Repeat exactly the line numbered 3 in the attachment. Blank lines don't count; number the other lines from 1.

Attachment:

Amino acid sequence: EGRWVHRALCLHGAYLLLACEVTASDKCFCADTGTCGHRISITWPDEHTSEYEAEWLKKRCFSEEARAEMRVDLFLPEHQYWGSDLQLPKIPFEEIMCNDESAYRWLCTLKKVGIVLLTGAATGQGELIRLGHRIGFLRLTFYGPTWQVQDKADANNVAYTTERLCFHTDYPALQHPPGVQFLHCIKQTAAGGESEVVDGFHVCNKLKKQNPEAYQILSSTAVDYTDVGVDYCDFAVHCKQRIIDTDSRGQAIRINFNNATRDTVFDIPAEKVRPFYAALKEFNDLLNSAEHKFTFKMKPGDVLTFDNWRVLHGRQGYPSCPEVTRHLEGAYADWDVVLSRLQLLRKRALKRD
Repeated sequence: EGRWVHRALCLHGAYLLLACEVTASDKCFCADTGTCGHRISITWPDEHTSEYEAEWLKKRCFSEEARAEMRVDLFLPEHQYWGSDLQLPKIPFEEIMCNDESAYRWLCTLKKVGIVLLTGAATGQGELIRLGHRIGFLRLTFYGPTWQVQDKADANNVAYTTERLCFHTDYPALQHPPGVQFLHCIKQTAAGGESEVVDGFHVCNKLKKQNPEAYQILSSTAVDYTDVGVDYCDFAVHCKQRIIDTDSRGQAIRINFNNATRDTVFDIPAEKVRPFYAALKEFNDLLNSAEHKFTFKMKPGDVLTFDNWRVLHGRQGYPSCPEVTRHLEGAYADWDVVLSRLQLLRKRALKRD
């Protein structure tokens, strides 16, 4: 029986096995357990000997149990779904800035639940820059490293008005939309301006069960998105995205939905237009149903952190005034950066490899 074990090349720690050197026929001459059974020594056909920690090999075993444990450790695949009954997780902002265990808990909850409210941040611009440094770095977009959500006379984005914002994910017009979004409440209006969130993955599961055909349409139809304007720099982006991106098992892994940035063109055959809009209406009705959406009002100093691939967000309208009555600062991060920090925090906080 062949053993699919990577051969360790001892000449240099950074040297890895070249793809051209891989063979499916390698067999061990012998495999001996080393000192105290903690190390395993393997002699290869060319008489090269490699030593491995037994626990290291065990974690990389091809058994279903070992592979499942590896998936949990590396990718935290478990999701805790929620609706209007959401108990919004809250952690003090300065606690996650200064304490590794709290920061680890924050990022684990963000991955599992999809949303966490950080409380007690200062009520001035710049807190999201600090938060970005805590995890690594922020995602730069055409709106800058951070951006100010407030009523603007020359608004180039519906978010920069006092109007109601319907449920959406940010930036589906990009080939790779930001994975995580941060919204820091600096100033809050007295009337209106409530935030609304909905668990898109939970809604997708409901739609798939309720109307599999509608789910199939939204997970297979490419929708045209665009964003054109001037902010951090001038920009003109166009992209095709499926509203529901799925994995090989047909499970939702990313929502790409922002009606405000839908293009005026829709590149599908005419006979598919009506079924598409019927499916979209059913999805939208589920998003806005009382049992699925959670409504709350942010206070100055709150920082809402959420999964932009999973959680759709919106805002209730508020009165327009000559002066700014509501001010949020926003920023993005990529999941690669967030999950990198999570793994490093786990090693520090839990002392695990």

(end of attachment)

């Protein structure tokens, strides 16, 4: 029986096995357990000997149990779904800035639940820059490293008005939309301006069960998105995205939905237009149903952190005034950066490899 074990090349720690050197026929001459059974020594056909920690090999075993444990450790695949009954997780902002265990808990909850409210941040611009440094770095977009959500006379984005914002994910017009979004409440209006969130993955599961055909349409139809304007720099982006991106098992892994940035063109055959809009209406009705959406009002100093691939967000309208009555600062991060920090925090906080 062949053993699919990577051969360790001892000449240099950074040297890895070249793809051209891989063979499916390698067999061990012998495999001996080393000192105290903690190390395993393997002699290869060319008489090269490699030593491995037994626990290291065990974690990389091809058994279903070992592979499942590896998936949990590396990718935290478990999701805790929620609706209007959401108990919004809250952690003090300065606690996650200064304490590794709290920061680890924050990022684990963000991955599992999809949303966490950080409380007690200062009520001035710049807190999201600090938060970005805590995890690594922020995602730069055409709106800058951070951006100010407030009523603007020359608004180039519906978010920069006092109007109601319907449920959406940010930036589906990009080939790779930001994975995580941060919204820091600096100033809050007295009337209106409530935030609304909905668990898109939970809604997708409901739609798939309720109307599999509608789910199939939204997970297979490419929708045209665009964003054109001037902010951090001038920009003109166009992209095709499926509203529901799925994995090989047909499970939702990313929502790409922002009606405000839908293009005026829709590149599908005419006979598919009506079924598409019927499916979209059913999805939208589920998003806005009382049992699925959670409504709350942010206070100055709150920082809402959420999964932009999973959680759709919106805002209730508020009165327009000559002066700014509501001010949020926003920023993005990529999941690669967030999950990198999570793994490093786990090693520090839990002392695990």